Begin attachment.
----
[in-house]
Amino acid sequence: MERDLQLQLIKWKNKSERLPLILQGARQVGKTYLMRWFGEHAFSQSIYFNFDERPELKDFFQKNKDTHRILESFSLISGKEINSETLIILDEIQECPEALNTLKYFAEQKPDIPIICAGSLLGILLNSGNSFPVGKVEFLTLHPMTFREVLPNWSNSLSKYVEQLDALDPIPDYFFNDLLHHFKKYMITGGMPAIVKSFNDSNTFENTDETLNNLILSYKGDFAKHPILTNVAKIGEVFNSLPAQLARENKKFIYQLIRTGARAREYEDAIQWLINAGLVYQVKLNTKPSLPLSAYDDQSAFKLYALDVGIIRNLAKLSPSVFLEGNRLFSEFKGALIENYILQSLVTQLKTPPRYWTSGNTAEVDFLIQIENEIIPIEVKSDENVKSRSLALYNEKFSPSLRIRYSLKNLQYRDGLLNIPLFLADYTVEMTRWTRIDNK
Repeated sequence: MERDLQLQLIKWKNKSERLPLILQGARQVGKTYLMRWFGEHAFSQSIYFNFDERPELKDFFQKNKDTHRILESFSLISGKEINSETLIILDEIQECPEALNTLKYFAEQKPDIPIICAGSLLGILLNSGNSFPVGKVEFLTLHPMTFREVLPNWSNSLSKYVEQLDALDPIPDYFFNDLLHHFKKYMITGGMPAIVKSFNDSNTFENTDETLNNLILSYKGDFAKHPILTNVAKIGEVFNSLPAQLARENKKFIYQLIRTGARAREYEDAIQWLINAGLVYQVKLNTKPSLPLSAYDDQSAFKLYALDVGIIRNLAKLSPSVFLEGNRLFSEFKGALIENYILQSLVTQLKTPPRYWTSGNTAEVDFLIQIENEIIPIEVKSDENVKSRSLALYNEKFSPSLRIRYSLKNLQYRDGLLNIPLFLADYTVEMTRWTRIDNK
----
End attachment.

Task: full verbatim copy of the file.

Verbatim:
[in-house]
Amino acid sequence: MERDLQLQLIKWKNKSERLPLILQGARQVGKTYLMRWFGEHAFSQSIYFNFDERPELKDFFQKNKDTHRILESFSLISGKEINSETLIILDEIQECPEALNTLKYFAEQKPDIPIICAGSLLGILLNSGNSFPVGKVEFLTLHPMTFREVLPNWSNSLSKYVEQLDALDPIPDYFFNDLLHHFKKYMITGGMPAIVKSFNDSNTFENTDETLNNLILSYKGDFAKHPILTNVAKIGEVFNSLPAQLARENKKFIYQLIRTGARAREYEDAIQWLINAGLVYQVKLNTKPSLPLSAYDDQSAFKLYALDVGIIRNLAKLSPSVFLEGNRLFSEFKGALIENYILQSLVTQLKTPPRYWTSGNTAEVDFLIQIENEIIPIEVKSDENVKSRSLALYNEKFSPSLRIRYSLKNLQYRDGLLNIPLFLADYTVEMTRWTRIDNK
Repeated sequence: MERDLQLQLIKWKNKSERLPLILQGARQVGKTYLMRWFGEHAFSQSIYFNFDERPELKDFFQKNKDTHRILESFSLISGKEINSETLIILDEIQECPEALNTLKYFAEQKPDIPIICAGSLLGILLNSGNSFPVGKVEFLTLHPMTFREVLPNWSNSLSKYVEQLDALDPIPDYFFNDLLHHFKKYMITGGMPAIVKSFNDSNTFENTDETLNNLILSYKGDFAKHPILTNVAKIGEVFNSLPAQLARENKKFIYQLIRTGARAREYEDAIQWLINAGLVYQVKLNTKPSLPLSAYDDQSAFKLYALDVGIIRNLAKLSPSVFLEGNRLFSEFKGALIENYILQSLVTQLKTPPRYWTSGNTAEVDFLIQIENEIIPIEVKSDENVKSRSLALYNEKFSPSLRIRYSLKNLQYRDGLLNIPLFLADYTVEMTRWTRIDNK